Book review of “Senior Leadership Teams: What it Takes to Make Them Great,” by
Ruth Wageman, Debra A. Munes, James A. Burruss, and J. Richard Hackman
In my experience partnering with senior leaders, I often have observed that they don’t focus enough on their team’s shared work, and the team has problems pulling together so the organization advances. It’s crucial that the organization determines when a senior leadership team is needed, and if the answer is yes, for the CEO to pay careful attention to setting up this team.
That’s when you need this high quality, easy to read book with its comprehensive model. For team leaders, the model is actionable; for consultants, it’s easy to work with; and for clients it’s easy to learn. The authors have produced the best book written on the topic of senior leadership effectiveness. First published in 2008, it is a timeless treasure and my “go to” resource when working with senior teams.
This book’s clear, concise model and explanations of how to apply it are an essential resource for senior leaders, consultants, coaches and all leadership teams. The authors’ research into 100 top teams from around the world shows how to craft an effective purpose for your team, staff it with the right people, chose the right structure, sharpen team members’ skills, and get the team support. While focused on senior leaders, I have found the model relevant for all leadership teams.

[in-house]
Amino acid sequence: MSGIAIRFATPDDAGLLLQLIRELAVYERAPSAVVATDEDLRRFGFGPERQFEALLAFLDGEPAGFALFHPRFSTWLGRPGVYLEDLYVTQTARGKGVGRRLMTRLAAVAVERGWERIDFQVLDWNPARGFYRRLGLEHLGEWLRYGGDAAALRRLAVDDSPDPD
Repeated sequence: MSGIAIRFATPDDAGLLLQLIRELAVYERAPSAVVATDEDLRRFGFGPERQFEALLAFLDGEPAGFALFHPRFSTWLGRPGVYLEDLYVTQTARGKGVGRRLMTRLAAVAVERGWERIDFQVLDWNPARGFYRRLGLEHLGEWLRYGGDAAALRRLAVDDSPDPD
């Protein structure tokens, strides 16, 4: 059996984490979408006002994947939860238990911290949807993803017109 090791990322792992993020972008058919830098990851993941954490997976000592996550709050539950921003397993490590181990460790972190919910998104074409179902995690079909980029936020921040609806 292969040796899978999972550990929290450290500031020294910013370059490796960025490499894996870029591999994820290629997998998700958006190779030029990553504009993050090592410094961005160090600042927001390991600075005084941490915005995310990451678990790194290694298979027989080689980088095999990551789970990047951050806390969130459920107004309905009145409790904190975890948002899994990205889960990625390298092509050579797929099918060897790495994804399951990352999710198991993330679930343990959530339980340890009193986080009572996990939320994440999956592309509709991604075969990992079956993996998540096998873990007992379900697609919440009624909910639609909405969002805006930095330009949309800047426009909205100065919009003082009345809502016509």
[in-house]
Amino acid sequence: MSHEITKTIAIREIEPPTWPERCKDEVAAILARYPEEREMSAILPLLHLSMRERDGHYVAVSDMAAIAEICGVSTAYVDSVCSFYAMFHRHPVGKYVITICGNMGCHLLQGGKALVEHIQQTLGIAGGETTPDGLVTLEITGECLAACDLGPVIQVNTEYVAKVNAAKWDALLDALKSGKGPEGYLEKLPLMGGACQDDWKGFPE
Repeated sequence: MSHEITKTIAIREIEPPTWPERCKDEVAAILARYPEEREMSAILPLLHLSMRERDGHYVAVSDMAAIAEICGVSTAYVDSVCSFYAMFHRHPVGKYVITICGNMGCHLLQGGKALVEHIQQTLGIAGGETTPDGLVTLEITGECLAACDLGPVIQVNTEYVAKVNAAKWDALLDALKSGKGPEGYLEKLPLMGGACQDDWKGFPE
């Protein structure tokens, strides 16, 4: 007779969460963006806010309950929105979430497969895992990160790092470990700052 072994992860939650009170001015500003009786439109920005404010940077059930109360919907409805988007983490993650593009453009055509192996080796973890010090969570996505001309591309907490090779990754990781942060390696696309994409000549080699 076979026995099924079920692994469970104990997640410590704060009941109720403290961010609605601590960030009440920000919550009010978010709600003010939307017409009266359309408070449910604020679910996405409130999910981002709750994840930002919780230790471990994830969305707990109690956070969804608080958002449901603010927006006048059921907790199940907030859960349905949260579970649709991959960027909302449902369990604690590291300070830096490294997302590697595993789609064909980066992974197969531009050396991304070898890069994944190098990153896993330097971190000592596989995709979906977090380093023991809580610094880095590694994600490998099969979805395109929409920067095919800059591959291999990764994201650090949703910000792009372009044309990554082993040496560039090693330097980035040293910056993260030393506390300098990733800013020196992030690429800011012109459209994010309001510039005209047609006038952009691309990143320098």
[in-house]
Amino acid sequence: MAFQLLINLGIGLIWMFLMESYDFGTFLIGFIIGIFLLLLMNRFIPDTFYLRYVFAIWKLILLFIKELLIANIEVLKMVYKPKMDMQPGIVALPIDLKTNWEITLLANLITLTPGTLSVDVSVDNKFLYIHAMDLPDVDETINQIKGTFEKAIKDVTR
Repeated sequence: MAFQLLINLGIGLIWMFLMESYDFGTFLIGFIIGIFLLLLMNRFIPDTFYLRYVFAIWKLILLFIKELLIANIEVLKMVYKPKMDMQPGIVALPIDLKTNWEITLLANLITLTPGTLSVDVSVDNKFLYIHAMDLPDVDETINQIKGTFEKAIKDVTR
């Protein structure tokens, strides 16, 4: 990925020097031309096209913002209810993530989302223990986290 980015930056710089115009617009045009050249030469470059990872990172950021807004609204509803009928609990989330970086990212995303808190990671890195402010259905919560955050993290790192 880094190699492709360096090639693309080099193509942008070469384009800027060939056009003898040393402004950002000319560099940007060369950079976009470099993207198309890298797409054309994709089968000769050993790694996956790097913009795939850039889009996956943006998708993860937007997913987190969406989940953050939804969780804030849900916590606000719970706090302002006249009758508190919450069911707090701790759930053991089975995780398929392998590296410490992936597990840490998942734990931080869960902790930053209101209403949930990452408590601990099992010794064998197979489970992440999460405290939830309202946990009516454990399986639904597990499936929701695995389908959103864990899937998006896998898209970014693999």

Here’s a peek into the model:
The six conditions of the model answer these questions:
- Do I really need a leadership team?
- How do I define the purpose of my team?
- Do I have the right people on the team?
- How should I structure the team?
- What organizational support do I need to provide the team?
- Who can coach a team of leaders, and how they should do it?
Whether I’m engaged to consult on the start-up of a new top team, or work with an existing one, I refer to these questions and the model in this book.
For example, often I found that while a CEO may be clear about what (s)he wants from their team, unless they have an explicit conversation with the whole team, everyone has a different idea of why the team exists. Agreeing on what the top team should do is the central issue for the team – “What important work cannot be done by any single leader or by any other team?”. Once the CEO and team are clear on this, it drives who needs to be a member, how the team should be structured, and the support it needs.
Let me know what you think of these authors’ ideas and questions. How does your senior leadership team stack up? What opportunities do you see for improving its effectiveness?